Salas in 2011 at Miller Park
|Los Angeles Angels of Anaheim – No. 59|
May 30, 1985 |
Huatabampo, Sonora, Mexico
|Bats: Right||Throws: Right|
|May 28, 2010 for the St. Louis Cardinals|
(through 2013 season)
|Earned run average||3.42|
|Career highlights and awards|
Salas first pitched professionally at age 20 when he was signed by the Saltillo Saraperos of the Mexican League. There his pitching coach was Sid Monge a veteran of ten years in American Major League baseball as a player and a coach in the St. Louis Cardinals minor league system. According to Salas, Monge was the reason he is now playing in the major leagues: "He pushed me. He said 'You can go to America'. He believed in me." Representatives from other major league teams took interest in Salas as well, with scouts from the Chicago Cubs, Kansas City Royals, Detroit Tigers and the Cardinals watching Salas pitch in the 2006 Mexican League playoffs.
The Cardinals were impressed enough to buy Salas' contract from Saltillo in February 2007. He reported for Spring Training in Jupiter, Florida, remaining there for the entire season with the Cardinals High-A ball affiliate Palm Beach Cardinals. He advanced through the minor league system, playing for the Double-A Springfield Cardinals in 2008 and Triple-A Memphis Redbirds for the 2009 season. Salas began 2010 in Memphis but was called up to the majors for the first time on May 27, 2010. He made his major league debut the next day, pitching one scoreless inning. In 2011, he replaced Ryan Franklin as the Cardinals' closer, earning 24 saves in 68 appearances with a 2.28 ERA. Salas began the 2012 season with St. Louis, but after going 0-3 with a 6.32 ERA in 18 games, he was optioned to Triple-A Memphis. It was later learned that Salas had been hampered by a kidney stone, and once that medical situation passed he returned to St. Louis later in the season. He finished the 2012 season with a record of 1-4, 60 strikeouts, and a 4.30 ERA.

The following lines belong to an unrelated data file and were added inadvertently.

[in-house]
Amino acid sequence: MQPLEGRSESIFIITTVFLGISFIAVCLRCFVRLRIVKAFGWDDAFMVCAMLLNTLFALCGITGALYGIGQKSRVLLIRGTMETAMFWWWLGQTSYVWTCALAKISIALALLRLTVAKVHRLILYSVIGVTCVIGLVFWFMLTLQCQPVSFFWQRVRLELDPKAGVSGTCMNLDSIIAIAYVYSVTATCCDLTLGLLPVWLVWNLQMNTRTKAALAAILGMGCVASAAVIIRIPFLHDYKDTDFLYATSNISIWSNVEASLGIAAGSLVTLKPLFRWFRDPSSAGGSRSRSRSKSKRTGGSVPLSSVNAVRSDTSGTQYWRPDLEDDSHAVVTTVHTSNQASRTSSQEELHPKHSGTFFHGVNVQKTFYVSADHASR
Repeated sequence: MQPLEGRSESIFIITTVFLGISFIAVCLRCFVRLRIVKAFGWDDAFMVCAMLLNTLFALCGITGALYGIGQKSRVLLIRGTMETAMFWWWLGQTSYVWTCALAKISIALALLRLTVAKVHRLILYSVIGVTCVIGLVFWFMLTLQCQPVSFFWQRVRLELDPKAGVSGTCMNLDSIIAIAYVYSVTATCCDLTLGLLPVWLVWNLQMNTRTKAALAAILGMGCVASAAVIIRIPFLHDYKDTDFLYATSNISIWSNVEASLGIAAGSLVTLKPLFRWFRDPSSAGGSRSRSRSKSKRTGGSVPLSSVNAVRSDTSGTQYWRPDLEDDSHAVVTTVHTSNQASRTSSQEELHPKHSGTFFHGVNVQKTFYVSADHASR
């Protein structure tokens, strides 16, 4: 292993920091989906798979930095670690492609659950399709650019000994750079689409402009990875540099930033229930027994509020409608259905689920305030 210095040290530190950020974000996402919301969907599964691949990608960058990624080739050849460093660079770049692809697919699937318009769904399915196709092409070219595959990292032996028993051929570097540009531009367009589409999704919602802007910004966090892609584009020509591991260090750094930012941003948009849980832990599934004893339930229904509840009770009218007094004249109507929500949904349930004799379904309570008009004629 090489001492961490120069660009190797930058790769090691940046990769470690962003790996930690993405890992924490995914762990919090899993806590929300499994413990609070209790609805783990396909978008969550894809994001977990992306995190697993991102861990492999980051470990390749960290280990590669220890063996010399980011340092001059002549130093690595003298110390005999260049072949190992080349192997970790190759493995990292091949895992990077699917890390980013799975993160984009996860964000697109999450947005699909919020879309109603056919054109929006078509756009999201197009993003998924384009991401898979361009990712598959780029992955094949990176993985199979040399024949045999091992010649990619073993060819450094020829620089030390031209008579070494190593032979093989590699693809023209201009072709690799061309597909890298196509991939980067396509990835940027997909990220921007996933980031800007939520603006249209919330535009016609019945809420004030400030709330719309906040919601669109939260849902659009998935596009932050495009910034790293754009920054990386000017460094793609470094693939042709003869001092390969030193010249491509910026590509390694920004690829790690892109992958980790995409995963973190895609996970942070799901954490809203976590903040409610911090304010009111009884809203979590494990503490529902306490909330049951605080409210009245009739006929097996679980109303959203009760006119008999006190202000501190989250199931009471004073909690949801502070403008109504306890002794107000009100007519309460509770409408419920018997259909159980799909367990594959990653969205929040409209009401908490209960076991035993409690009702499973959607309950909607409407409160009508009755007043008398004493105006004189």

Fernando Salas was born and raised in Huatabampo, Mexico. Growing up he never thought about playing in the American Major Leagues, instead being an avid fan of Mexican League baseball. Said Salas: "There is a lot of money to stay in Mexican League. A lot of players in Mexican League have a chance, (at American baseball) but they want a lot of money." Although he watched little if any American baseball -- the only game he can remember watching is the 1993 World Series between the Toronto Blue Jays and Philadelphia Phillies -- he had a dream of proving he was good enough to play in the major leagues.
Salas and his girlfriend, Daniela, are parents of a son, Fernando, born during 2012 spring training. He is being raised in Mexico. It is not a situation to Salas' liking: "Other Latin players have a lot of family in America. For me, it didn't happen. It's a little difficult because my family doesn't know any English. But they know it's work. They know it's a profession" and "I love the opportunity. I want to do everything I can to stay here."
Awards and honors
- 2006 Mexican League mid-season All-Star
- 2008 Texas League mid-season Al-Star
- 2008 Futures Game selection
- 2008 Texas League post-season All-Star
- 2008 Baseball America Double-A All-Star
- 2010 PCL Pitcher of the Week
- 2010 PCL mid-season All-Star
- 2010 MLB.com Organization All-Star
- 2011 World Series Championship
- Langosch, Jenifer (September 28, 2012). "From Mexico to St. Louis, Salas seizing opportunity". MLB.com via Crdinals team website. Retrieved November 16, 2012.
- Lohse Down, Salas Up, Shock Troops In
- Walton, Brian (May 26, 2012). "Fick replaces Salas in bumpy Cards bullpen". The Cardinal Nation.
- "Fernando Salas - Stats". Sports Illustrated.com. 2012. Retrieved November 16, 2012.
- "Cards get Bourjos from Angels for Freese". MLB.com. November 22, 2013.
- Langosch, Jenifer (May 11, 2012). "Cards' new dads praise hard work of mothers". MLB.com. Retrieved November 16, 2012.
- "Organization All-Stars". MILB.com. November 16, 2012.
- Career statistics and player information from MLB, or ESPN, or Baseball-Reference, or Fangraphs, or The Baseball Cube